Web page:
Over the past several decades, those who view religion with respect regularly come back to the same question: What has happened to the religious intellectuals, the thinkers taken seriously by nonbelievers as well as believers?
You younger folks may be giggling at the very idea of religious intellectuals, but really, there are such people. And they used to make appearances in public, including getting on Time magazine covers back when that was a bigger deal than it is now. In the mid 20th century, people like W.H. Auden, T.S. Eliot, Mortimer Adler, J. H. Oldham, C. S. Lewis and Reinhold Niebuhr were leading spokespersons for Christianity. They were published in newspapers and magazines and frequently spoke on the radio. And their commentaries often spoke to political and social issues of the time. Although these men didn’t see eye to eye in all particulars, on the whole they held a liberal view of humanity and presented a Christianity that spoke to the better angels of our nature.
This was before television, however, which makes one wonder if television is part of the problem. The people who speak for Christianity on the teevee these days are uniformly hateful and imbecilic, and chained to right-wing ideology.
If you knew nothing at all about the Gospels except what you heard on cable television, you might assume that the ministry of Jesus was primarily about stopping abortion and homosexuality. And in fact, Jesus addressed neither topic even in passing. Further, most of the Christian voices you hear in mass media these days speak of nothing but hate, or worse, how they are entitled to discriminate against women and gays and Muslims and anyone else they don’t like because they’re Christian. How did that happen?
Writing in the current issue of Harper’s (“The Watchmen: What became of the Christian intellectuals?“), Alan Jacobs traces what happened to Christianity in public discourse from 1950 on. First, the generation of Auden, Eliot et al. either died or retired, and they were replaced by intellectuals speaking for science and technology rather than Christianity. Second, in the Cold War/Red Scare age, anti-intellectualism was on the rise. “As anti-intellectualism took a greater hold over American life in general, and over Christian life in America in particular, it came to seem almost unnatural for a congregational minister also to be a deeply learned person, an intellectual with an intellectual’s voice,” Jacobs writes.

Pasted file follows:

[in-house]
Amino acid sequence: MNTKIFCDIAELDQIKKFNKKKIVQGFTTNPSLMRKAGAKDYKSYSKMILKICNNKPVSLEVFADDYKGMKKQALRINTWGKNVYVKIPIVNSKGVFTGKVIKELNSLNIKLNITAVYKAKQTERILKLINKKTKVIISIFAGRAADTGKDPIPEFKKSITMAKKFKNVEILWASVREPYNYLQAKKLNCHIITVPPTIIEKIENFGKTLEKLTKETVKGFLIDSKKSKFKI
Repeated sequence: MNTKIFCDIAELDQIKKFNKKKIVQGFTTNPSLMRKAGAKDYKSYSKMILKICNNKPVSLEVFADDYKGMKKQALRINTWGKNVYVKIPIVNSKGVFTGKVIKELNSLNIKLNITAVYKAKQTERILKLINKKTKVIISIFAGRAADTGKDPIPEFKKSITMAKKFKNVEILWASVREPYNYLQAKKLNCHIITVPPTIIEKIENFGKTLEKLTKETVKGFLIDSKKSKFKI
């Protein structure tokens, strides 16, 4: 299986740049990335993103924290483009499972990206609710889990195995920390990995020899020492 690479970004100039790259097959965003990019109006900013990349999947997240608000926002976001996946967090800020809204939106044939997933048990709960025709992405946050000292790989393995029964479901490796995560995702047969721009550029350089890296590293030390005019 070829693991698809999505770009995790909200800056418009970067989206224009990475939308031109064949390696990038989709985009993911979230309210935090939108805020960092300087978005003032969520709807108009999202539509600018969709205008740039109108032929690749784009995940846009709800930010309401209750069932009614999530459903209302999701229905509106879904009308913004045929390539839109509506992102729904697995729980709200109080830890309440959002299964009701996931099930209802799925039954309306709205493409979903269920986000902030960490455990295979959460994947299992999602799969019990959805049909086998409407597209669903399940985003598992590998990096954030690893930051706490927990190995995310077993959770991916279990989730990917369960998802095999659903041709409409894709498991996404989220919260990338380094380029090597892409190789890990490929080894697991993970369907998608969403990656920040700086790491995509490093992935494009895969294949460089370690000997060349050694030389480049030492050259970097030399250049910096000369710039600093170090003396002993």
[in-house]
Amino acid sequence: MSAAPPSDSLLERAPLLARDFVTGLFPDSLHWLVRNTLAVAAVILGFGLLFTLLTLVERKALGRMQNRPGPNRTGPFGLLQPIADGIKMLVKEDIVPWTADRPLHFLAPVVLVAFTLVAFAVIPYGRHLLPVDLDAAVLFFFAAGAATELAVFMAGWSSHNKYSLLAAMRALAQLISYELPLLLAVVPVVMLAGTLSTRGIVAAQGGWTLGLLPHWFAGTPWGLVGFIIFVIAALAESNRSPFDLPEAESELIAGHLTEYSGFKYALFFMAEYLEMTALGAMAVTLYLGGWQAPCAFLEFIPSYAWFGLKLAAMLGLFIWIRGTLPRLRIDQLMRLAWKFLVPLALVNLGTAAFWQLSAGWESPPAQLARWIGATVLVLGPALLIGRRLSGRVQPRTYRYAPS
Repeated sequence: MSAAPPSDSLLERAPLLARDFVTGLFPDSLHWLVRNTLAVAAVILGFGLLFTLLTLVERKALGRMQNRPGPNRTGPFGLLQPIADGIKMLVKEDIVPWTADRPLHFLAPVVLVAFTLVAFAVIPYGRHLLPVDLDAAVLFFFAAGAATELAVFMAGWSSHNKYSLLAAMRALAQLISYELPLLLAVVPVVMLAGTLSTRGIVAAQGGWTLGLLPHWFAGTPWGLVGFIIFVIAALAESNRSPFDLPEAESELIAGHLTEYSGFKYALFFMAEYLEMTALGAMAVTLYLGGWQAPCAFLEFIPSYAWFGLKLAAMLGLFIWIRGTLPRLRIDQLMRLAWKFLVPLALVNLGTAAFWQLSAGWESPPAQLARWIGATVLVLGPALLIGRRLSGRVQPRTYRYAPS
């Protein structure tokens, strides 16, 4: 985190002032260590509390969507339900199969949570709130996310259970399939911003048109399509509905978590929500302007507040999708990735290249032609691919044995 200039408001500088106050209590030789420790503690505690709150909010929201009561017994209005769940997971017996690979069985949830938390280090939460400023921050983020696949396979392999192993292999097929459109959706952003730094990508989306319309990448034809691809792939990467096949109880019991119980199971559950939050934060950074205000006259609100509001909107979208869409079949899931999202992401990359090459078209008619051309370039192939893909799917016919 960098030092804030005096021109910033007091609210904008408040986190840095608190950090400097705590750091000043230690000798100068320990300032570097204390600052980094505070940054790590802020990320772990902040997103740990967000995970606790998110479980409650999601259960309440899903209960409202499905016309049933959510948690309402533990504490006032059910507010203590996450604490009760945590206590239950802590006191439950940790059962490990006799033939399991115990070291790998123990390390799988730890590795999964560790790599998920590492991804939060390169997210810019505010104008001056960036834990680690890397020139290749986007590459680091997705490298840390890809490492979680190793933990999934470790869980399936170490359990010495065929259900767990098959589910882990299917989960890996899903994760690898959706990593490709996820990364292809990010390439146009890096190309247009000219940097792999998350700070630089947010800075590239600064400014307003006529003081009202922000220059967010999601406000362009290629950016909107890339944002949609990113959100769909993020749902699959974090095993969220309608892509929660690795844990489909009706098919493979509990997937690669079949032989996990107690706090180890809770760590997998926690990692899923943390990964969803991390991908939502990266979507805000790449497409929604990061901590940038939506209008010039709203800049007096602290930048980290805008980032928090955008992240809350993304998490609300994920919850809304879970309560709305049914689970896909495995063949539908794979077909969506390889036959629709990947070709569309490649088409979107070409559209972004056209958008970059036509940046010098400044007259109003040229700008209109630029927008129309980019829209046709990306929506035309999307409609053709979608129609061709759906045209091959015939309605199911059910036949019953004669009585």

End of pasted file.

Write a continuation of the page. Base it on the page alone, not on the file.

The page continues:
This is not to say there were no intelligent spokespeople for Christianity after the 1950s — there was Martin Luther King, after all — but as time went on they were more and more drawn into speaking for conservatism. For example, Father Richard John Neuhaus was once a prominent Catholic spokesperson for civil rights in the 1960s, but then he got sucked into the anti-abortion movement.
Jacobs claims that Christian intellectuals somehow became persona non grata in “liberal” media in the 1960s and 1970s, but he doesn’t explain how that happened. I suspect that a reason for that was that liberal Christian intellectuals tended to be against the Vietnam War at a time when antiwar statements were considered unpatriotic and controversial, never mind that most Americans were against the war.
The bigger part of the story that Jacobs misses has to do with television, and how political operatives learned to manipulate it. Let’s go back to the school desegregation fight of the 1950s and 1960s.
One of the critics of school desegregation was a young Southern Baptist minister from Lynchburg, Virginia, named Jerry Falwell. The Rev. Falwell publicly denounced the Rev. Dr. Martin Luther King and worked with J. Edgar Hoover to spread FBI-manufactured propaganda against him. The Rev. Falwell’s sermon’s included lines like “The facilities should be separate. When God has drawn a line of distinction, we should not attempt to cross that line”; and “The true Negro does not want integration,” as if the Rev. Falwell had a clue what the “true Negro” might want.